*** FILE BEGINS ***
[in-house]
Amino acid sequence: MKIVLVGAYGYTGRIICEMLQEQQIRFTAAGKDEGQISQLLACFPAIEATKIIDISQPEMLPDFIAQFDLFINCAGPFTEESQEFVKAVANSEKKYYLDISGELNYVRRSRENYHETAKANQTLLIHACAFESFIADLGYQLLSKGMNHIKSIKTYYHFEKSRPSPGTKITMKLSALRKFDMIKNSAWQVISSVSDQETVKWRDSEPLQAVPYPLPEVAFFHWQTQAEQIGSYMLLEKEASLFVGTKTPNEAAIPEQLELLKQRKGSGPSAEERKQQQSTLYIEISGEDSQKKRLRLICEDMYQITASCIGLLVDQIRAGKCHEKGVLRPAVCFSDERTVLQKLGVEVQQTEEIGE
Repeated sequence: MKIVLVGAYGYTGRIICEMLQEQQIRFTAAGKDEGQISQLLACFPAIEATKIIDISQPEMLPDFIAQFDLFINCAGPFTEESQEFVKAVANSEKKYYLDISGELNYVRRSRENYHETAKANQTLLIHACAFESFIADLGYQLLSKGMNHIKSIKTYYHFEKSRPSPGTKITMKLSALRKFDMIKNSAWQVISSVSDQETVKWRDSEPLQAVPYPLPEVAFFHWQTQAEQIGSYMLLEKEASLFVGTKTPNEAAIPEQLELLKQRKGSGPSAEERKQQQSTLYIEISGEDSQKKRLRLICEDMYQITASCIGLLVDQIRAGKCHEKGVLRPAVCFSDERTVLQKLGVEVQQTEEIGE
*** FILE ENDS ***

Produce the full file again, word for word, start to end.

[in-house]
Amino acid sequence: MKIVLVGAYGYTGRIICEMLQEQQIRFTAAGKDEGQISQLLACFPAIEATKIIDISQPEMLPDFIAQFDLFINCAGPFTEESQEFVKAVANSEKKYYLDISGELNYVRRSRENYHETAKANQTLLIHACAFESFIADLGYQLLSKGMNHIKSIKTYYHFEKSRPSPGTKITMKLSALRKFDMIKNSAWQVISSVSDQETVKWRDSEPLQAVPYPLPEVAFFHWQTQAEQIGSYMLLEKEASLFVGTKTPNEAAIPEQLELLKQRKGSGPSAEERKQQQSTLYIEISGEDSQKKRLRLICEDMYQITASCIGLLVDQIRAGKCHEKGVLRPAVCFSDERTVLQKLGVEVQQTEEIGE
Repeated sequence: MKIVLVGAYGYTGRIICEMLQEQQIRFTAAGKDEGQISQLLACFPAIEATKIIDISQPEMLPDFIAQFDLFINCAGPFTEESQEFVKAVANSEKKYYLDISGELNYVRRSRENYHETAKANQTLLIHACAFESFIADLGYQLLSKGMNHIKSIKTYYHFEKSRPSPGTKITMKLSALRKFDMIKNSAWQVISSVSDQETVKWRDSEPLQAVPYPLPEVAFFHWQTQAEQIGSYMLLEKEASLFVGTKTPNEAAIPEQLELLKQRKGSGPSAEERKQQQSTLYIEISGEDSQKKRLRLICEDMYQITASCIGLLVDQIRAGKCHEKGVLRPAVCFSDERTVLQKLGVEVQQTEEIGE